Objective: To review postmenopausal hormone therapy for women who have undergone hysterectomy with or without bilateral oophorectomy and to make clinical recommendations regarding changes in regimens compared with those for women with their uterus in place.
Design: We conducted a literature review, including a review of current guidelines.
Results: When the uterus is absent, estrogen treatment is all that is needed when hot flashes and/or genital atrophic symptoms are associated with surgical or natural menopause. Reasons to add a progestogen to an estrogen-only therapy regimen after hysterectomy include the need to reduce the risk for unopposed estrogen-dependent conditions, chief among which are endometriosis or endometrial neoplasia. Multiple lines of evidence suggest that regimens containing both estrogen and progestogen versus estrogen alone are associated with a greater relative risk of breast cancer without additional improvement in relief of hot flashes or vaginal symptoms. When a bilateral oophorectomy is performed before natural menopause, the onset of menopausal symptoms, primarily vasomotor symptoms, genital tract atrophy, and/or a decline in sexual function, is rapid, and the symptoms are more severe. Thus, the need for a decision on the use of hormone therapy is accelerated.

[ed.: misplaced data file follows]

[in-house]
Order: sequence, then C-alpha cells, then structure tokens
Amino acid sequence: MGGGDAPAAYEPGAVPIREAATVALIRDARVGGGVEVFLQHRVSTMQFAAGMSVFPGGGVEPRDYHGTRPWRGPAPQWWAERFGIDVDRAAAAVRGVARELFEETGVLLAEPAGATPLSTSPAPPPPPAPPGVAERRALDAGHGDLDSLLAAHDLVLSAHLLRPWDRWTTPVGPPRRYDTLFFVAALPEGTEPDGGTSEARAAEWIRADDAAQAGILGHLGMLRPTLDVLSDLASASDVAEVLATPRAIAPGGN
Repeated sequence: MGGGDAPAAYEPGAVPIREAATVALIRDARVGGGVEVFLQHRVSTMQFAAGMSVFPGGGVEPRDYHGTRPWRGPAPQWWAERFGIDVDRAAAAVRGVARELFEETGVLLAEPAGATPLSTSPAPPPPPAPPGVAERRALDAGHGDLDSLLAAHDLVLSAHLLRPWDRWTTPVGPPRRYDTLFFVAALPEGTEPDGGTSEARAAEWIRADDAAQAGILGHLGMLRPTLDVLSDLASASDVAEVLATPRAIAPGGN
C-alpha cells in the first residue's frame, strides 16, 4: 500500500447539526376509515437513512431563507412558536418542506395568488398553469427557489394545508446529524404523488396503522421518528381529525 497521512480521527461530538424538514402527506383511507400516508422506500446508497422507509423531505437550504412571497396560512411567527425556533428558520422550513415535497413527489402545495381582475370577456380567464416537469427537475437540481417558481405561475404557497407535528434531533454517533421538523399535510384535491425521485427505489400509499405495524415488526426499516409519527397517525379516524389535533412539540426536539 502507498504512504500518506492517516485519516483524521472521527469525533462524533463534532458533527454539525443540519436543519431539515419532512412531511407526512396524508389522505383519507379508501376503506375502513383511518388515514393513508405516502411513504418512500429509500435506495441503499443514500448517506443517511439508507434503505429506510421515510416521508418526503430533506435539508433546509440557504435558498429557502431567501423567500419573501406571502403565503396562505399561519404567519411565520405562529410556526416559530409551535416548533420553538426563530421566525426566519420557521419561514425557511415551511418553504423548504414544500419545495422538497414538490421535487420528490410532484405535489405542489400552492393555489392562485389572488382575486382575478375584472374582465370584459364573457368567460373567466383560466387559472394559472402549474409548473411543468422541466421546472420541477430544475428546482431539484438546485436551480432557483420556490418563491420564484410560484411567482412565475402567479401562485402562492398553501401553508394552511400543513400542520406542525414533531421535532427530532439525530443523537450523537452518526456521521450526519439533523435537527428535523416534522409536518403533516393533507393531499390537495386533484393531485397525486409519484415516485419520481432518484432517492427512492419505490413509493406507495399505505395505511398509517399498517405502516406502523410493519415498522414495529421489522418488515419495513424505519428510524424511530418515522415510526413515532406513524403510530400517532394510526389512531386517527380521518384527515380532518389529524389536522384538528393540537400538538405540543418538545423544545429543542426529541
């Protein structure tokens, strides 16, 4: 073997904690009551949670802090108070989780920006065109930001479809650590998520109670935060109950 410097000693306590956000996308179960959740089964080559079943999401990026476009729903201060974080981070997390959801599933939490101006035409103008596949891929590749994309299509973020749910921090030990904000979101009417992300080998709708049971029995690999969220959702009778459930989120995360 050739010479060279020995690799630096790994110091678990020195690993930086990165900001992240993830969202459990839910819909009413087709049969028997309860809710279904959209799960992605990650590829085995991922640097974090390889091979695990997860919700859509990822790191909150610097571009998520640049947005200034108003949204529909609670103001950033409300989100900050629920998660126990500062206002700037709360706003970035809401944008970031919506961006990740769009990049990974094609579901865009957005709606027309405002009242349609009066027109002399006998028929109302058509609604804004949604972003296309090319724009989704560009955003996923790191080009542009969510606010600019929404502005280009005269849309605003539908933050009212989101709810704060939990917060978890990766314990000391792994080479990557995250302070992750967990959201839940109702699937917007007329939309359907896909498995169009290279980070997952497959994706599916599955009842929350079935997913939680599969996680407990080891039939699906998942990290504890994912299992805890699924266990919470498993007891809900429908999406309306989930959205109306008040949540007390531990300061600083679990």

Conclusions: The decision to use or not use menopausal hormone therapy in women without a uterus should involve an individualized risk/benefit analysis just as it should when the uterus is present. After hysterectomy, for most patients, current literature results favor not including a progestogen. Data suggest an attenuation of the potential cardiovascular benefit of estrogen therapy in this situation, yet no better protection against bone fractures and an increase in the risk for breast cancer when both estrogen and progestogen are used.
Options for hormone therapy for women who have undergone hysterectomy with or without oophorectomy.
From the 1Department of Obstetrics and Gynecology, The University of Chicago, Chicago, IL; and 2Departments of Obstetrics and Gynecology, and Biostatistics and Epidemiology, Oklahoma University Health Sciences Center, Oklahoma City, OK.
Received November 1, 2006; revised and accepted January 29, 2007.
Financial disclosure: None reported.
Address correspondence to: Robert A. Wild, MD, PhD, MPH. Departments of Obstetrics and Gynecology, and Biostatistics and Epidemiology, Oklahoma University Health Sciences Center, 2410 WP 920 Stanton L. Young Boulevard, Oklahoma City, OK 73104. E-mail: firstname.lastname@example.org.